But still the rakyat are suffering, the cry continues: road tax is expensive. But, hang on. If you’re driving a car less than 1,600cc, you pay less than RM100 for road tax. That’s less than a tank full of petrol. If it’s a 2,000cc car, your road tax would be RM380, which is three tanks full of petrol. The real pain only starts for those who own cars 3,000cc or more. Yes, more than RM2,000 is a lot to pay just for the privilege of driving on the road. But, my, that’s a nice shiny, petrol-guzzling behemoth of a ride you have....

Cut income tax is the next suggestion. But – and you know what I’m going to say here already, don’t you? – if you earn less than RM1,500 a month, you don’t pay any tax. If you’re lucky enough to have found the love of your life and married her legally, you can earn up to RM2,500 and still not have to pay any tax. In fact, only 10% percent of 10 million eligible Malaysians file a tax return. Just imagine what the Inland Revenue Board offices would be like every April if everyone suddenly decided to be a responsible citizen.

In fact, a lot of the complaints and suggestions out there are not ones that affect the hard-core poor – who don’t really have that loud a voice anyway. It seems we only complain about things when the pain directly affects us, and the solutions we propose usually directly benefit us first. But then, as I’ve pointed out, we are a selfish species. As a friend of mine pointed out, the people making the loudest noise are those in the middle-income bracket who have suddenly seen their disposable income of RM300-RM500 a month suddenly cut by half. We can’t buy that plasma TV so easily, or eat out so often. Saving up for our child’s university years is going to be a lot harder. But the way this has been played out in the media makes it sound like people are starving as a direct result of the price increase. This is not true; the poor have always been poor, they’ve always been struggling. Nobody is falling into poverty because the price of petrol is now closer to its true price than before.

The one thing that affects all is inflation. About 100,000 fleet cardholders in the country still buying diesel at the pre-April subsidised price. So, the price of fuel going up cannot be a direct reason why buses are increasing their fees. Or why my Char Kuey Teow has gone up again in price.In fact, complaints about this whole petrol price raising exercise has been focused on how much harder my life is after the increase. But what about the country’s well being as a whole? I’ve said it before, and I’ll say it again (I wish this newspaper would bump up the font size from its usual nine to 14 here so people will pay attention): We are running out of petrol. Malaysia will probably become a nett importer of petroleum goods within the next half decade. When we buy more of this stuff than we sell, the nation will find it impossible to pamper its citizens with subsidies.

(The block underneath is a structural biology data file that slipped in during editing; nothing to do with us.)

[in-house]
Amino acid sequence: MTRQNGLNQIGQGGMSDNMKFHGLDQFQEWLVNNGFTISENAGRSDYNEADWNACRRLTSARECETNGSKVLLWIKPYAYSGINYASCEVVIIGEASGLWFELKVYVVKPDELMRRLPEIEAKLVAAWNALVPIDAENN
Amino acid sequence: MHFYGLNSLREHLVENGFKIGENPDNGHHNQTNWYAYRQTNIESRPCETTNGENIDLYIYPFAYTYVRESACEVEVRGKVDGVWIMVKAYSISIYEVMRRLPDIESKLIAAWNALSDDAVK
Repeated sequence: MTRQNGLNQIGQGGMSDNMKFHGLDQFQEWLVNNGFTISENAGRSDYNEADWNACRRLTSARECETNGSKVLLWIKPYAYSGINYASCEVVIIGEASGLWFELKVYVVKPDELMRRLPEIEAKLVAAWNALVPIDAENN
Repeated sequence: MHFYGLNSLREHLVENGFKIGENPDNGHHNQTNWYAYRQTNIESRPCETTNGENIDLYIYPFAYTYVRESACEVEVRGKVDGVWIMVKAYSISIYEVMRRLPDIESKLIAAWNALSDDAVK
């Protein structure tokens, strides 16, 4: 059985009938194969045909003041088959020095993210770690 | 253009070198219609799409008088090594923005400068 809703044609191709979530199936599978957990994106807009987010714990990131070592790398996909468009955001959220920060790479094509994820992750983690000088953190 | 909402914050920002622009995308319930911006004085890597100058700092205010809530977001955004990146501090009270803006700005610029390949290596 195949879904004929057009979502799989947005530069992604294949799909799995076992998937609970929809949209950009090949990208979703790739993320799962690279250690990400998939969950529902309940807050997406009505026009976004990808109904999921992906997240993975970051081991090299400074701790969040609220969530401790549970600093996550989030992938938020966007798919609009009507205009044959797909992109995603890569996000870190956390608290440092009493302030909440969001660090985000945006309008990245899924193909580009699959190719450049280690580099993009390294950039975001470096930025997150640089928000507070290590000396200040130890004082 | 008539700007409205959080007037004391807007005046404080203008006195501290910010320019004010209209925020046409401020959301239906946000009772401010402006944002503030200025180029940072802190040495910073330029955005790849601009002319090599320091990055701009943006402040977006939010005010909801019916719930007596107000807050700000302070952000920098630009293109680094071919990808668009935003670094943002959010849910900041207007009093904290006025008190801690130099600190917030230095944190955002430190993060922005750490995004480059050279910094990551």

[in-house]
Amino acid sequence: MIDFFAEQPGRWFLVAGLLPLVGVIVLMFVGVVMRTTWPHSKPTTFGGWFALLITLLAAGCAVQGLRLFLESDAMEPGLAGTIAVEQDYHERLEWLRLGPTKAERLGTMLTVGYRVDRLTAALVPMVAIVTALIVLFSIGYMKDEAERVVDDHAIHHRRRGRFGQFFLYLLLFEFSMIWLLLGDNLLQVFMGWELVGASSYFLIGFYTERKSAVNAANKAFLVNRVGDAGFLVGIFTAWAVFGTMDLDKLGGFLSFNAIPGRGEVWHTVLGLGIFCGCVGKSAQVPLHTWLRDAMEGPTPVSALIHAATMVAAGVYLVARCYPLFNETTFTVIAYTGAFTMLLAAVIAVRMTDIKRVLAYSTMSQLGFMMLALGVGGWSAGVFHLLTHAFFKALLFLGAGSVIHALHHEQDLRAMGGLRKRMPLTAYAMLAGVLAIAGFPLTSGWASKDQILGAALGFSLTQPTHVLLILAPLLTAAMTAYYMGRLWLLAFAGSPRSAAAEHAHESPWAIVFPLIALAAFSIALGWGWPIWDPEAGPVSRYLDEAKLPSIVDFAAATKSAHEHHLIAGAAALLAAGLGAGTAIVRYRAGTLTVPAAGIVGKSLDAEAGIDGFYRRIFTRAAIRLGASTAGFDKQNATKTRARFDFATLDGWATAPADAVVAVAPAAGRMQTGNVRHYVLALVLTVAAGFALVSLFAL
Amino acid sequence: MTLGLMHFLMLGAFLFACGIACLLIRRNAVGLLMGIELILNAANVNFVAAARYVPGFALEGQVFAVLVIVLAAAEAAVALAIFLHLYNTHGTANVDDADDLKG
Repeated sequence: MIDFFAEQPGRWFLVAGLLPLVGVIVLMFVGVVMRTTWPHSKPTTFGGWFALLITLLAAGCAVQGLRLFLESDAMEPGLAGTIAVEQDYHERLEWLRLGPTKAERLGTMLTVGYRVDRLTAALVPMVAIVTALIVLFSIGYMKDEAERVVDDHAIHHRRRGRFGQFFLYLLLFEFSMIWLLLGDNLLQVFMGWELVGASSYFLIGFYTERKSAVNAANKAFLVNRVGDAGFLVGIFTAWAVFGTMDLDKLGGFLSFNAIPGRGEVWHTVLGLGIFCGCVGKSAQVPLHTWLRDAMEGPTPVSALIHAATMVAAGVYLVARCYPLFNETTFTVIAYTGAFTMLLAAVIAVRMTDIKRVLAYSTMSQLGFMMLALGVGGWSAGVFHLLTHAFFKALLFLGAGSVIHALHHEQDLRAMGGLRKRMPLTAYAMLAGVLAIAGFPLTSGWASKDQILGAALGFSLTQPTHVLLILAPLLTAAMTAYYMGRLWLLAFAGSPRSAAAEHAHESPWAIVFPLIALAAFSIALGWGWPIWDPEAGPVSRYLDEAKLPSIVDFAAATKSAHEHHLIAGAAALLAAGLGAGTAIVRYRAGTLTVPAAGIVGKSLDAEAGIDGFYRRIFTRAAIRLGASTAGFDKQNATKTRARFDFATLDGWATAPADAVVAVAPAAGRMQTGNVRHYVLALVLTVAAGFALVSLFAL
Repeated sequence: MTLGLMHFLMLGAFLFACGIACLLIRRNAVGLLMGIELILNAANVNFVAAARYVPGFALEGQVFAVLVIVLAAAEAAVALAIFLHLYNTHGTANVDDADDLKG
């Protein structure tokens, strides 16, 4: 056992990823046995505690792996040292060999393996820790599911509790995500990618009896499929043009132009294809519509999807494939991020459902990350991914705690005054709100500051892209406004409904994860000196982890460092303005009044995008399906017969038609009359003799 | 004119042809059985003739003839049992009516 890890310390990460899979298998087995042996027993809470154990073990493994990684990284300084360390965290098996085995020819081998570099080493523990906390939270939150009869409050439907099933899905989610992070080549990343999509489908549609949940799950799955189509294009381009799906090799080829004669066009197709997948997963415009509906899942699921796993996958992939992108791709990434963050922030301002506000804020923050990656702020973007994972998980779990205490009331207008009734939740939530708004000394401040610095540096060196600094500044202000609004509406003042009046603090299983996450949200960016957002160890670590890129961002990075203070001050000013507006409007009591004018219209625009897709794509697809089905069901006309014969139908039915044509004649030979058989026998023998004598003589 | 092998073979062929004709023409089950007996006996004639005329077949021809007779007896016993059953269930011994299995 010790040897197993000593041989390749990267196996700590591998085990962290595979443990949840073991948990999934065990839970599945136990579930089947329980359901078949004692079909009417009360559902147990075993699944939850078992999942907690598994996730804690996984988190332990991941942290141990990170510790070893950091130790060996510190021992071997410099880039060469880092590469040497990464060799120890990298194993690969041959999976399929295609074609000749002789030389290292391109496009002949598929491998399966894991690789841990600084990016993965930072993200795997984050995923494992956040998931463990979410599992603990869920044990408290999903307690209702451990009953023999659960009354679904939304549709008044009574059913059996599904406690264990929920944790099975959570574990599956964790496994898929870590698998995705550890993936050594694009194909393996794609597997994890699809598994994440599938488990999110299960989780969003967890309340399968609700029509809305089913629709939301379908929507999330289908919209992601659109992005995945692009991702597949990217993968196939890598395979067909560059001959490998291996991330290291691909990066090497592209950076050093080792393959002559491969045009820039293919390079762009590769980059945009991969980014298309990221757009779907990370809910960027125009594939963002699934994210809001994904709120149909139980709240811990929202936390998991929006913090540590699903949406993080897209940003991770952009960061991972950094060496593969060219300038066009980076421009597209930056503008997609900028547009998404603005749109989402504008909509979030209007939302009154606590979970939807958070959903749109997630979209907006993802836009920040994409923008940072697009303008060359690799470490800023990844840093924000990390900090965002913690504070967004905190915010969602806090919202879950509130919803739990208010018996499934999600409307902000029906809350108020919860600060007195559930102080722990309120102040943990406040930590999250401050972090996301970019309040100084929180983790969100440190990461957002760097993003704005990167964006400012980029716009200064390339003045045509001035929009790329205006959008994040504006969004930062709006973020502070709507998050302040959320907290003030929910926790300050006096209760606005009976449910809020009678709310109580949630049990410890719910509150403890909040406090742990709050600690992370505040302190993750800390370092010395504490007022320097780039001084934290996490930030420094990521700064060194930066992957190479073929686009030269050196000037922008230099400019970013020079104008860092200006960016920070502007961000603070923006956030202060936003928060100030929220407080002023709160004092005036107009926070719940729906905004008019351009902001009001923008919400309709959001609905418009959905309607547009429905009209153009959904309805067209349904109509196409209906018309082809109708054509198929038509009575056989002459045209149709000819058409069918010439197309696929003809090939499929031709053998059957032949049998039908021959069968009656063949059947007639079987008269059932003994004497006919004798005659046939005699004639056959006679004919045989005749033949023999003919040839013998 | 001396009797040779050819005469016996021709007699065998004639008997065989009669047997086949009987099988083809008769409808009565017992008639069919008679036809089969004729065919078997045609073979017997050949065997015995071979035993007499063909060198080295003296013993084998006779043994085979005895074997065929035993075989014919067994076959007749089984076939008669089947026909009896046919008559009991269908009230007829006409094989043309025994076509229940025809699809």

This five-year estimate is largely dependant on how wisely we conserve fuel from now on. Subsidising petrol does not encourage people to be careful with it. It doesn’t encourage people to carpool, or to walk instead of drive, or to take public transportation (however abominable some may find it), or to buy a smaller, more fuel-economical car. We are happy when the Government absorbs our burden, even though we are wasting a God-given resource. But it’s not quite all gloom and doom. There is still a lot of natural gas in Malaysian oil wells, so that could be a fall back, but that will eventually run out too. We need to start investigating alternative sources of energy, and not just invest in solutions that remain dependent on fossil fuels (like improving public transport).

The truth is that we are selfish to the point of myopia about this. I’m sure some even think that since it’s still five years away, we should be hedonistically pumping away at the stations until that crunch day comes. But you also know, young grasshopper, that there will be a heavy hangover after that party.

Logic is the antithesis of emotion but mathematician-turned-scriptwriter Dzof Azmi’s theory is that people need both to make sense of life’s vagaries and contradictions.

Wednesday, 25 June 2008

Is The Honeymoon Over?

This Letter to The Sun struck my mind because I faced a somewhat similar incident. If the Government goons who were so active reading the grassroots' reaction before the elections but somehow misread the signs, these indicators should be an opportunity for you to make amends if you could take advantage of it.

Mosque project halted for
no reason

IN THE euphoria of celebrating 100 days of the Pakatan Rakyat-controlled Selangor government, a section of the population has been forgotten. This is especially so in the construction of a new mosque in Taman Melawati.After waiting for nearly 30 years with several changes of people’s representatives from opposing parties, residents saw a glimmer of hope when a ground-breaking ceremony was held just before the last general election.